As any trial lawyer knows, the number of parties to a trial affects the dynamics of a mass torts case. For example, although a jury in a single-plaintiff case might scrutinize evidence of causation and consider alternative causes of the plaintiff’s medical condition, the same jury might be more prone to find causation when presented with many plaintiffs whose only common features are exposure to a substance and their similar medical conditions. The rules of civil procedure give federal and state judges enormous leeway to manage their dockets by consolidating or severing parties for trial. But recent cases highlight the fact that this discretion is far from unbounded. Indeed, these decisions caution that trial courts must examine closely the impact that consolidating-or refusing to sever-parties will have on the jury’s deliberations and the overall fairness of the trial. Texas’ high court reverses a consolidation ruling Just last month, the Texas Supreme Court took the extraordinary step of granting mandamus�without hearing oral argument�on a challenge to a trial court’s consolidation of 20 plaintiffs’ claims for trial against nine defendants. In re Van Waters & Rogers Inc., 2004 WL 1966021 (Texas Sept. 3, 2004). The plaintiffs had described Van Waters as a “toxic soup” case. They alleged that while working at a plant that manufactured O-ring seals, the plaintiffs’ exposure to mixtures of different chemicals caused them to suffer a large variety of symptoms. Although the trial would have involved only nine defendants, the complaint originally had named 55 defendants whose chemicals were used at the plant. It also included 454 plaintiffs. The court acknowledged that mandamus typically does not lie from a trial court’s decision to hold a consolidated trial “[b]ecause most consolidation orders do not threaten a defendant’s substantial rights.” Id. at 5. Here, however, the court found that juror confusion and prejudice were “almost certain, and it would be impossible for an appellate court to untangle the confusion or prejudice on appeal.” Id. In evaluating whether consolidation is appropriate, the court explained, ” ‘the dominant consideration . . . is whether the trial will be fair and impartial to all parties.’ ” Id. at 2 (citation omitted). If the jury will be unable to find facts on the basis of the evidence, either because of confusion or prejudice, then an injustice will result from consolidation and the “ trial court ‘has no discretion to deny separate trials.’ ” Id. (citation omitted). In reaching its decision, the Texas Supreme Court applied a nine-factor test to evaluate consolidating workplace exposure claims: whether the plaintiffs shared a common work site; whether the plaintiffs shared similar occupations; whether the plaintiffs had similar times of exposure; whether the plaintiffs have a similar type of disease; whether the plaintiffs are alive or deceased; the status of discovery; whether all plaintiffs are represented by the same counsel; the type of cancer alleged, if any; and the type of products to which the plaintiffs were exposed. Id. at 2. It dubbed this test “the Maryland factors” because, as explained in a prior opinion, the test was derived from a federal asbestos decision from Maryland. See In re Ethyl Corp., 975 S.W.2d 606, 611 (Texas 1998). The Van Waters court also added another threshold issue: “the maturity of the mass tort.” Id. Previously the Texas Supreme Court had adopted Professor Francis McGovern’s definition of a “mature” mass tort: “[A] mature mass tort [is] one in which “there has been multiple jury verdicts, and a persistent vitality in the plaintiffs’ [contentions]. Typically, at the mature stage, little or no new evidence will be developed, significant appellate review of any novel legal issues has been concluded, and at least one full cycle of trial strategies has been exhausted.” In re Bristol-Myers Squibb Co., 975 S.W.2d 601, 603 (Texas 1998) (citation omitted). In Van Waters, that clearly was not the case for the plaintiffs’ “toxic soup” theory, which had never been tried before in Texas. Van Waters, 2004 WL 1966021, at 2. Accordingly, the court concluded that because the tort was immature, the trial court had “less discretion to consolidate dissimilar claims and must proceed with extreme caution.” Id. In effect, the immaturity of the tort caused the court to give closer scrutiny to the Maryland factors. In analyzing the first factor-the common work site-the court explained that its purpose was to establish similarity of exposures so as to simplify proof of product identification. Although the plant at issue was one “work site,” it had many different buildings and separately ventilated areas where different mixtures of chemicals were used. The court concluded that juror confusion “is likely because the twenty different plaintiffs will necessarily offer proof of exposure to different chemicals that occurred in different parts of the plant, leading to a spider web of causation evidence.” Id. at 3. The second factor-similar occupations-also is designed to establish the similarity of exposures. Here, the plaintiffs indisputably had dissimilar occupations and were exposed to different combinations of chemicals. Thus, “[n]ot only would jurors be forced to keep track of various exposure levels, but the jury would also need to follow the varying exposures to the fifty-five original defendants’ chemicals and the many more chemical combinations used at different work sites.” Id. The third factor-the time of exposure-was complicated by the fact that the dates of exposure ran for a period of 13 years, during which time the chemicals used at the plant had changed. Also, the length of exposure differed substantially among the plaintiffs. The fourth factor-similarity of injury-also clearly weighed against consolidation. The 20 plaintiffs complained of more than 55 ailments, and none had identical symptoms. More importantly, these were not “signature injuries” with a single, identifiable cause; their symptoms had many possible etiologies. The court found that the remaining factors weighed in favor of consolidation. Nevertheless, it concluded that “because the plaintiffs worked at what were effectively different work sites, and thus were exposed to entirely different chemical mixtures, the other dissimilarities involving disease and occupations are magnified.” Id. at 5. The court listed some of the dangers that these differences presented for the jury. The jury might use the sheer number of claims to find against the defendants. Or it might rely on evidence admissible as to one plaintiff to decide for or against another. And the jury clearly would have difficulty keeping straight the parties’ competing theories of exposure and causation when there were 55 original defendants that supplied chemicals to the work site. Id. In the end, the court held that any judicial economy achieved by the consolidation would be “overwhelmed by the greater danger an unfair trial would pose to the integrity of the judicial process.” Id. at 6. Texas is not the only state to have wrestled with these issues. The Mississippi Supreme Court recently issued a series of opinions rejecting the consolidation of products liability suits involving the drug Propulsid, which was prescribed to treat gastroesophageal reflux disease. These decisions emphasized that fundamental fairness is implicated in consolidation because “there is an innate danger in asking jurors to assimilate vast amounts of information against a variety of defendants and then sort through that information to find what bits apply to which defendant.” Scott v. Janssen Pharmaceutica Inc., 876 So. 2d 306, 308 (Miss. 2004). The Mississippi Supreme Court previously had declared that the Propulsid suits do not arise out of the same transaction or series of transactions that would allow permissive joinder under Mississippi’s rules of civil procedure. Janssen Pharmaceutica Inc. v. Armond, 866 So. 2d 1092 (Miss. 2004). The court noted that in a trial of 56 plaintiffs’ claims, the jury would be forced to weigh each plaintiff’s unique medical history. The Mississippi Supreme Court subsequently was presented with a case study in just the kind of prejudice it had predicted in Armond. Janssen Pharmaceutica Inc. v. Bailey, the first Propulsid case tried in Jefferson County, had been a 10-plaintiff trial. 878 So. 2d 31 (Miss. 2004). The plaintiffs had different medical histories and physicians, were prescribed the drug at different times with different warnings and asserted different injuries. They also asserted medical expenses that ranged from zero to more than $100,000. Despite these differences, “the jury took only two hours after a four week trial to award each Plaintiff $10 million.” Id. at 48. The court contrasted the verdict with the results of the second and third trials of Propulsid claims in that county, which were both single-plaintiff trials. There, the juries expressly found that Propulsid had not caused the plaintiffs’ deaths. Id. Mississippi Supreme Court reverses joinder rulings The Mississippi Supreme Court reversed the judgment in Bailey, finding that the joinder of 10 plaintiffs in the same trial was improper because each plaintiff’s claim arose from individual facts and circumstances. Id. Additionally, just a few weeks ago, the Mississippi Supreme Court applied this same reasoning to order a trial court to sever the claims of two Propulsid plaintiffs that had been joined for trial. See Culbert v. Johnson & Johnson, 2004 WL 2110580 (Miss. Sept. 23, 2004). As these recent cases demonstrate, before a consolidated trial of mass torts claims can occur, courts must carefully scrutinize the effect that consolidation will have on the jury’s ability to weigh the evidence fairly. Particularly when causation is a key issue or when the tort is otherwise not mature, consolidation may be an abuse of discretion that appellate courts increasingly are going out of their way to correct. J. Russell Jackson is a partner in the complex mass torts and insurance litigation group of New York-based Skadden, Arps, Slate, Meagher & Flom.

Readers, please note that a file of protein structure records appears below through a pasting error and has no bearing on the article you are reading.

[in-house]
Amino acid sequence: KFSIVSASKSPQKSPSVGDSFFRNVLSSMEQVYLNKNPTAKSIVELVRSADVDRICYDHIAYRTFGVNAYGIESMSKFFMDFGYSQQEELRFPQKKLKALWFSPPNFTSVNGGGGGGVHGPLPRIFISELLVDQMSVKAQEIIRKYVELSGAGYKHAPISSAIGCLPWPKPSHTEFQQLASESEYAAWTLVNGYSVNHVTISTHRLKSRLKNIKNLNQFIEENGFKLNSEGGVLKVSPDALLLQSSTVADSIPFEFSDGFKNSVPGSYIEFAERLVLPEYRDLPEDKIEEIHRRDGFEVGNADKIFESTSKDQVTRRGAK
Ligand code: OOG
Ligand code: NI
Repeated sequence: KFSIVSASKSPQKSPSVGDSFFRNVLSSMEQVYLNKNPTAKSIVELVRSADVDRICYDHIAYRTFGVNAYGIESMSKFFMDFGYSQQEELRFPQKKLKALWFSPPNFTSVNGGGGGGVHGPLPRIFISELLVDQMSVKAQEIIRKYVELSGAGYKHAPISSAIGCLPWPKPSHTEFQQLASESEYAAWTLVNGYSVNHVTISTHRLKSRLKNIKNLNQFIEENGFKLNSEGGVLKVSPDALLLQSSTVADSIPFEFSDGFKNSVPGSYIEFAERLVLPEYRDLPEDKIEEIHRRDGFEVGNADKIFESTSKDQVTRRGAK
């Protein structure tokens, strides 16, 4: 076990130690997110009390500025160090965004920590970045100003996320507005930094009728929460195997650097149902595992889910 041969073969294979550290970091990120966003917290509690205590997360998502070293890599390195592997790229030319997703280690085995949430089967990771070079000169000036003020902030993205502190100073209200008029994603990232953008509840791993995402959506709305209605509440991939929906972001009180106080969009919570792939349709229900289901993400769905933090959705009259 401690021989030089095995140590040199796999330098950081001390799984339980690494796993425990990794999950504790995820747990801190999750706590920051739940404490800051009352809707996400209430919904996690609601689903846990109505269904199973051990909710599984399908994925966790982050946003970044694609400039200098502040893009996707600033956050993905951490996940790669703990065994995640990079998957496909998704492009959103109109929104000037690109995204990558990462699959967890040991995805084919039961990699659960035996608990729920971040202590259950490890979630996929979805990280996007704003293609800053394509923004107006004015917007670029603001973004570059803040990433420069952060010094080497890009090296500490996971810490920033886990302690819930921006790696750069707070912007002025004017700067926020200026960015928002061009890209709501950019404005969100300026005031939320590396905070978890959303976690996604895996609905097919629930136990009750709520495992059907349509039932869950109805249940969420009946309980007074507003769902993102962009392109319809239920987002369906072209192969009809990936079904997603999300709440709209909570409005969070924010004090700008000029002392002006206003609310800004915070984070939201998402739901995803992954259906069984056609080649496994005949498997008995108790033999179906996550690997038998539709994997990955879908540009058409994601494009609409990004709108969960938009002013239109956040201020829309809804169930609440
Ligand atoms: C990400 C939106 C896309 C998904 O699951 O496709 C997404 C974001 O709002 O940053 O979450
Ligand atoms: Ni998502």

This content has been archived. It is available through our partners, LexisNexis® and Bloomberg Law.

To view this content, please continue to their sites.

Not a Lexis Advance® Subscriber?
Subscribe Now

Not a Bloomberg Law Subscriber?
Subscribe Now

Why am I seeing this?

LexisNexis® and Bloomberg Law are third party online distributors of the broad collection of current and archived versions of ALM's legal news publications. LexisNexis® and Bloomberg Law customers are able to access and use ALM's content, including content from the National Law Journal, The American Lawyer, Legaltech News, The New York Law Journal, and Corporate Counsel, as well as other sources of legal information.

For questions call 1-877-256-2472 or contact us at [email protected]

Reprints & Licensing
Mentioned in a Law.com story?

License our industry-leading legal content to extend your thought leadership and build your brand.


ALM Legal Publication Newsletters

Sign Up Today and Never Miss Another Story.

As part of your digital membership, you can sign up for an unlimited number of a wide range of complimentary newsletters. Visit your My Account page to make your selections. Get the timely legal news and critical analysis you cannot afford to miss. Tailored just for you. In your inbox. Every day.

Copyright © 2021 ALM Media Properties, LLC. All Rights Reserved.